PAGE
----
WHO issues dengue fever warning
Planetark.org, July 31, 2002
GENEVA - The World Health Organisation said this week that 2002 was shaping up to be a bad year for dengue fever and urged governments and individuals to protect against the mosquitoes which spread the infection.
"This year is looking a bit like 1998 when we had a pandemic. It's a very worrying picture," said Mike Nathan of WHO's department of communicable diseases, adding a record 1.2 million cases were reported in 1998.
Dengue fever, a mosquito-born infection found in tropical and sub-tropical regions, has flu-like symptoms such as fever, headaches and pain in the joints, but it can develop into dengue haemorrhagic fever (DHF) which causes haemorrhaging, liver enlargement, circulatory failure and, in some cases, death.
Jose Esparza, coordinator of WHO's viral vaccines team, said the search for a vaccine was still going on but was a long-term project and no "magic bullet" to replace prevention efforts.
The vaccine must fight against all four strains of dengue fever. Once an individual is infected, he is only immune to that strain and has a greater likelihood of suffering more severely from a second infection.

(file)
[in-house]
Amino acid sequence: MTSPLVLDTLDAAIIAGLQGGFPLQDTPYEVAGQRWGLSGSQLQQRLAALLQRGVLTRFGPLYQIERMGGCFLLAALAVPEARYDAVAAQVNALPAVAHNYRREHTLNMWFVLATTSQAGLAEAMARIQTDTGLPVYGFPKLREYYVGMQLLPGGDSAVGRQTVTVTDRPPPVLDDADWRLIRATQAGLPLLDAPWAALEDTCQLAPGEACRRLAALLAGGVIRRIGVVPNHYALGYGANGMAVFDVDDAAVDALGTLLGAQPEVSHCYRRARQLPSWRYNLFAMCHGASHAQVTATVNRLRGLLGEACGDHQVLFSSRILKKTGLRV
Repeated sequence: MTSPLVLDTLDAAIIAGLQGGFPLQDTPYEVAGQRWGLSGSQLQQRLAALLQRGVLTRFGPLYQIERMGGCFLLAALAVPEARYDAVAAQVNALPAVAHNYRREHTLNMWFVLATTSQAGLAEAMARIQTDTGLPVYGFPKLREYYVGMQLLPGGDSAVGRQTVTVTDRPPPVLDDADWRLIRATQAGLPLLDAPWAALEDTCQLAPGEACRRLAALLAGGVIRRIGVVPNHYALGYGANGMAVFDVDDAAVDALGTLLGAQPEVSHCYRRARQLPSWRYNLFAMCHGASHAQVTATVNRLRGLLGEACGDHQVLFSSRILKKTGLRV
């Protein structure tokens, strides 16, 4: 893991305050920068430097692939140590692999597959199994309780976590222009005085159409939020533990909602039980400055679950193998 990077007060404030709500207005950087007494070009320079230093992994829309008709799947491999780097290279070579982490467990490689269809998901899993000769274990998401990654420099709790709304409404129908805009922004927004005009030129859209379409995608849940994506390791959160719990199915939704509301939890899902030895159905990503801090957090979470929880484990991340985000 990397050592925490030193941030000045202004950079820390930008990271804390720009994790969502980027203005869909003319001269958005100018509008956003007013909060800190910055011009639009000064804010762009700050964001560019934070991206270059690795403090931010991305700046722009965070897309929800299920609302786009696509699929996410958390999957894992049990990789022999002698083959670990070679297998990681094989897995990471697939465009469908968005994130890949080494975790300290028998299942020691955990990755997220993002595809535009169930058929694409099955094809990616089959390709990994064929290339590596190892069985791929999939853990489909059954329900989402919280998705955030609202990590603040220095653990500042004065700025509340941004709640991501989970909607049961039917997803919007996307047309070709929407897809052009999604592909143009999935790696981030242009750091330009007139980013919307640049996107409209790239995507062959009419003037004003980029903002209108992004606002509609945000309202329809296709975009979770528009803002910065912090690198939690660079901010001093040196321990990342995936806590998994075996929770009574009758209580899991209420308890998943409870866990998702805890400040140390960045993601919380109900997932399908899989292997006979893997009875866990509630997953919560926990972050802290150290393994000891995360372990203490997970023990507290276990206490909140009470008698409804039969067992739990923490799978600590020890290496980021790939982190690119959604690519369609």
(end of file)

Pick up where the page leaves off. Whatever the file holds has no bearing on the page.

The surge this year is due chiefly to the nature of the disease itself and is predominant in areas where household water storage and inadequate solid waste disposal services prevail.
"During the 1998 pandemic, there was a lot of transmission so many people developed an immunity. Typically after a big outbreak you get a quiet year, then each year it begins to build up again until you have an epidemic. That seems to be where we are now," Nathan told a news conference.
In the first quarter, Brazil alone reported 84 deaths to the WHO from around 550,000 cases of dengue fever, 200,000 of those the more serious DHF. Although reporting is sketchy, the WHO estimates there are around 50 million cases of the infection each year and 2.5 billion of the world's population is at risk.
Nathan called on governments to implement measures to cut mosquito populations and urged people to take simple precautions such as unblocking gutters and discarding packaging properly to prevent stagnant water, a prime breeding area for mosquitoes.
REUTERS NEWS SERVICE